Does your child struggle with losing his place while reading? See-N-Read
Reading Tools may be the answer you are looking for. These tools are uniquely designed to help readers seamlessly see, focus, and remember what they read.
The reading tools are sheets of smoked gray, non-toxic polypropylene with a cut-out clear window. The material is comfortable to the touch and does not have any sharp edges that would jab your hand. The clear window allows the reader to focus only on the words in that window for easier tracking of the words being read as well as improved reading comprehension. The company's independent research also states that the use of these tools will increase reading speed. Because the clear window is actually a cut-out section of the tool, you could highlight and underline text as you go, without having to the remove the tool. The See-N-Read tools come in two sizes: a book-sized tool measuring 3 ½" by 5" and a document-sized tool measuring 3 ½" by 8 ½".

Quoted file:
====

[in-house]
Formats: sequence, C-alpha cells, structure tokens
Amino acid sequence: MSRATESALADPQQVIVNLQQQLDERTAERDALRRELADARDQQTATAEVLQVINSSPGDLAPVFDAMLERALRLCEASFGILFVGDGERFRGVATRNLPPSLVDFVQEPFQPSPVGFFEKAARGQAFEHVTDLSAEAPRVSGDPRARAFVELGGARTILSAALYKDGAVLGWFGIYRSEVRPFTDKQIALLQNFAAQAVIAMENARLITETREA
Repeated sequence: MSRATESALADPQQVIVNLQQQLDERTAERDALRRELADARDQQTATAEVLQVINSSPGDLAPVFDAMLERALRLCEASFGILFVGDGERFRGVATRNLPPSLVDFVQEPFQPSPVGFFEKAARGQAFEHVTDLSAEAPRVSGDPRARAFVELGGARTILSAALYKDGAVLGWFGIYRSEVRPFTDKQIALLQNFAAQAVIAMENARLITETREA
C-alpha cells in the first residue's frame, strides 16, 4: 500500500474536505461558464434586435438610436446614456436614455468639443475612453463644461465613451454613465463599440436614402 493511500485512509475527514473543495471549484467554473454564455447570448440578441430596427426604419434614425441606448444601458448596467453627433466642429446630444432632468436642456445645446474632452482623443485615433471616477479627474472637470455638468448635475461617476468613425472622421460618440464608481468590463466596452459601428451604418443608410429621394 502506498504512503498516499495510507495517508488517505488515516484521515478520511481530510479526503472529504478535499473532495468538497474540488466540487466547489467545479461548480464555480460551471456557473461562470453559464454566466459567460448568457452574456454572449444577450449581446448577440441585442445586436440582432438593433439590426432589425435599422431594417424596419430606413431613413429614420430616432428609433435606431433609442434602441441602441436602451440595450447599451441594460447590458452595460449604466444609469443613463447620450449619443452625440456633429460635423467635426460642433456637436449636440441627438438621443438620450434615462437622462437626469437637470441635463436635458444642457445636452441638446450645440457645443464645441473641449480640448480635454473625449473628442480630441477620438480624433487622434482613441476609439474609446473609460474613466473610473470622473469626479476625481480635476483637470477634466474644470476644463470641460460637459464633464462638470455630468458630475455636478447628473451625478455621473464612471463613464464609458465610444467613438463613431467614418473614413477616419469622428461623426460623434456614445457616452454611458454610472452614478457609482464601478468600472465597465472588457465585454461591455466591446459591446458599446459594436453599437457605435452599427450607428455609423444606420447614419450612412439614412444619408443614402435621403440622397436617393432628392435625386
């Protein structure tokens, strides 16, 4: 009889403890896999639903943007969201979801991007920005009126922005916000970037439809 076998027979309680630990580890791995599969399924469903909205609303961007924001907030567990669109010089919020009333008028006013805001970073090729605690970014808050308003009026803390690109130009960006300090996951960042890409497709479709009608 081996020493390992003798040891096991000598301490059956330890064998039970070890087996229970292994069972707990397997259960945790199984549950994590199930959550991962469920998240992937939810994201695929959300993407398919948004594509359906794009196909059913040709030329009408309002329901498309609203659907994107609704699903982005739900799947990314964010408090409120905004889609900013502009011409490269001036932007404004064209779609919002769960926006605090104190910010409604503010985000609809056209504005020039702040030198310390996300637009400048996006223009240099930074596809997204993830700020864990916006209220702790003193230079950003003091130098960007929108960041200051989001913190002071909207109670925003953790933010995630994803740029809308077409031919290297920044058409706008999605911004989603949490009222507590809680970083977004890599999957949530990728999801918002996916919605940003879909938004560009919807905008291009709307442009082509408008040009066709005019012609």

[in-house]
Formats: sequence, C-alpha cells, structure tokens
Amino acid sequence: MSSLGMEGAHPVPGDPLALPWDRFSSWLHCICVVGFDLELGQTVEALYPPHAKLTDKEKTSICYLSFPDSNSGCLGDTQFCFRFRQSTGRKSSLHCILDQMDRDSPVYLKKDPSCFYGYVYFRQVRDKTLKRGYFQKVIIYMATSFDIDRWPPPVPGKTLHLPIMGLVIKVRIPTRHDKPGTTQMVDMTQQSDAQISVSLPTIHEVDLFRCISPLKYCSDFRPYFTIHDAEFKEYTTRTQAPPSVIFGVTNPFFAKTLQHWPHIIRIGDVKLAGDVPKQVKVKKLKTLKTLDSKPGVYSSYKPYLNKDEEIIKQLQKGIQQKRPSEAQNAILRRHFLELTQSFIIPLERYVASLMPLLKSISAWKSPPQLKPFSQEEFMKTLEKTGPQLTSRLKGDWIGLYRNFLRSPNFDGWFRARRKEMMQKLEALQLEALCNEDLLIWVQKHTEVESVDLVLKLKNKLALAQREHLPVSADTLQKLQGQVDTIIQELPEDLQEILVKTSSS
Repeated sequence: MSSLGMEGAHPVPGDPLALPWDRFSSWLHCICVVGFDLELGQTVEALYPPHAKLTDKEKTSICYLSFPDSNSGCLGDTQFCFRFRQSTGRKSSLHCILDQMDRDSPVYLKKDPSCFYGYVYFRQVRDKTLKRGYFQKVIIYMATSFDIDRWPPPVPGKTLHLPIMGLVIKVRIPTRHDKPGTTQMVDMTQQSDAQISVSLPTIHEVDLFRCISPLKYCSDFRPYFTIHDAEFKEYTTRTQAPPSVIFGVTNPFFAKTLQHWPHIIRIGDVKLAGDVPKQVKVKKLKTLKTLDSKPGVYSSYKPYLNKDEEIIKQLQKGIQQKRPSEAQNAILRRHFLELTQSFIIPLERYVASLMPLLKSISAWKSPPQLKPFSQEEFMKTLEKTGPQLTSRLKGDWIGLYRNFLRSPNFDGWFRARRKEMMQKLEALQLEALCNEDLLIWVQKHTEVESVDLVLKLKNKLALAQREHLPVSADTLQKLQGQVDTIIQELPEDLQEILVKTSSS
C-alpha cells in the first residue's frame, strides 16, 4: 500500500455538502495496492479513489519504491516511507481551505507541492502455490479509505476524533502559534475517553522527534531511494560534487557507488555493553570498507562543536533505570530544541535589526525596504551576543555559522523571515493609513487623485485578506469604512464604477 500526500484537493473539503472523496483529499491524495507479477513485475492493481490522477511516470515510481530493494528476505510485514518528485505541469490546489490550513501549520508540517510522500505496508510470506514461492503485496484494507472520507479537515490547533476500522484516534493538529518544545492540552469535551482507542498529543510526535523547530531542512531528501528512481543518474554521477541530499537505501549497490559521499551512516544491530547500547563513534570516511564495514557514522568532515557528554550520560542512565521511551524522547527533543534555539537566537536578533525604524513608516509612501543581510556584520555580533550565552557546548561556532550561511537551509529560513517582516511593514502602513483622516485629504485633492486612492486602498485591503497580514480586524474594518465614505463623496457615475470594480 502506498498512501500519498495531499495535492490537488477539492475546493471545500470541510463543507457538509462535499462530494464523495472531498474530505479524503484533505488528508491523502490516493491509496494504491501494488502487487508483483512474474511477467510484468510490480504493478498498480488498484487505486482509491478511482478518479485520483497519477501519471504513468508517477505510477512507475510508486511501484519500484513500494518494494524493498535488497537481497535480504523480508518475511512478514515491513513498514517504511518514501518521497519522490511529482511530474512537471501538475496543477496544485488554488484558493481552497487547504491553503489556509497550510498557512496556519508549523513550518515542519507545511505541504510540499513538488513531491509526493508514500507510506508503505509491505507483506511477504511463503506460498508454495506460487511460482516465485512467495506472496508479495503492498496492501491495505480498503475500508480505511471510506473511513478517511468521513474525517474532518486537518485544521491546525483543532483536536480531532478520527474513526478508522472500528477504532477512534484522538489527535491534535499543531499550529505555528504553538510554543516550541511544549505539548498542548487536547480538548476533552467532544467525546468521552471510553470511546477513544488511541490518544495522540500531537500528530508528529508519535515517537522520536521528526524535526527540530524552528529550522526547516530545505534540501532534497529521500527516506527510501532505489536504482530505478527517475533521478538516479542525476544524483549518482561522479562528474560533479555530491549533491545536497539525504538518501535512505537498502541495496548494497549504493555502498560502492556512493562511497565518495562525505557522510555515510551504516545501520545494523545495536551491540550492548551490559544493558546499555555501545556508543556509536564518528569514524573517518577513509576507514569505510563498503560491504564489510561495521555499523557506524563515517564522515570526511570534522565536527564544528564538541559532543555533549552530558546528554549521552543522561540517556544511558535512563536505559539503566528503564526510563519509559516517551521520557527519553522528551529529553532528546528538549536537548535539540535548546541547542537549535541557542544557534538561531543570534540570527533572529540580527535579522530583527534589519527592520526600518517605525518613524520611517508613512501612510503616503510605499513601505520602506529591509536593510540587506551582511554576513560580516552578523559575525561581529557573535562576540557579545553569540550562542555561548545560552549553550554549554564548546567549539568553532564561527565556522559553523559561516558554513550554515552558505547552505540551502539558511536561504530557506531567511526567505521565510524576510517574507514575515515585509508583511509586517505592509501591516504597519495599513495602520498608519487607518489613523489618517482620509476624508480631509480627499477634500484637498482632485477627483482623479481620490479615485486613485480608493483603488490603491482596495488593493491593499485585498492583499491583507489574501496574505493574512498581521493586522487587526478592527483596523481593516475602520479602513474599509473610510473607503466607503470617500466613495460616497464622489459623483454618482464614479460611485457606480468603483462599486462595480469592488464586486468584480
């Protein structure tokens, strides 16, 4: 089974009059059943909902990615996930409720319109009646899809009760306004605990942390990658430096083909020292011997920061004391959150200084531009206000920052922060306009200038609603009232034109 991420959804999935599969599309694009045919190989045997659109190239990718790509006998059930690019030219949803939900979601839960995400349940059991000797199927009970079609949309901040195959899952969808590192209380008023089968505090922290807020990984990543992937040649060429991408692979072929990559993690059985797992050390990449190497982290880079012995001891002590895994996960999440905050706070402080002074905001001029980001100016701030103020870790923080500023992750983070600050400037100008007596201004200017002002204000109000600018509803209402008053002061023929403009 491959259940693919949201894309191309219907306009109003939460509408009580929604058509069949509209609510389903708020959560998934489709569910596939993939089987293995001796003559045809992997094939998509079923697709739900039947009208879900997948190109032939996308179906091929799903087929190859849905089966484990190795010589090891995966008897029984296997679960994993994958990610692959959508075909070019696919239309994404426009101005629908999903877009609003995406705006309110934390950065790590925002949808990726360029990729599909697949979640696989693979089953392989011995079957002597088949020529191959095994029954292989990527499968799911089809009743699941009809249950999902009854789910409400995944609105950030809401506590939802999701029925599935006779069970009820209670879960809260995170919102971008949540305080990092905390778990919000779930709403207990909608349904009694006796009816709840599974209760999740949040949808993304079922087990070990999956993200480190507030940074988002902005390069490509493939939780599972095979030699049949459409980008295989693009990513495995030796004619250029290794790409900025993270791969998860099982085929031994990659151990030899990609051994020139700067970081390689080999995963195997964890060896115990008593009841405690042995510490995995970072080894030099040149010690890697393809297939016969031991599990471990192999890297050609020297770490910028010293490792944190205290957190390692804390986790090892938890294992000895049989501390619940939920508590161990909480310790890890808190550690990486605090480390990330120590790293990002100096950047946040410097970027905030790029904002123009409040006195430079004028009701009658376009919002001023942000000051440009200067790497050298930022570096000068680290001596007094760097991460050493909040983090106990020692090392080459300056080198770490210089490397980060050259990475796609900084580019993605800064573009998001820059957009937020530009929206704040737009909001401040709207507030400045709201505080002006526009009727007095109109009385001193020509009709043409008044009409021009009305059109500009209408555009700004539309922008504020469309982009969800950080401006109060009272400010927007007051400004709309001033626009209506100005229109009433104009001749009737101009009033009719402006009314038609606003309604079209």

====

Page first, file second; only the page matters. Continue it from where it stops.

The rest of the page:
Our family used both sized See-N-Read tools with our children ages 9, 11, and 13. We especially wanted to get our 9-year-old son's impression of the tool, as he has difficulty reading due to visual tracking issues. He actually found it difficult to maneuver the tool across and down the page while reading. His frustration led him to not want to pursue using it.
Our girls' experiences were much different. They used the tools while completing reading assignments in both paperback books and textbooks. They did feel that it took a bit to get used to moving it along the page as they went. However, once they became accustomed to this, they felt that their ability to focus on their work and comprehend the material was greatly improved. The cut-out window was helpful for highlighting and underlining, but our experience was that the window was not large enough for writing answers in a workbook with blanks. We also did not experience an improvement in reading speed, but rather comprehension.
The See-N-Read Reading Tools may be a worthwhile investment if you have a student that really struggles with losing his place or comprehending what he's reading.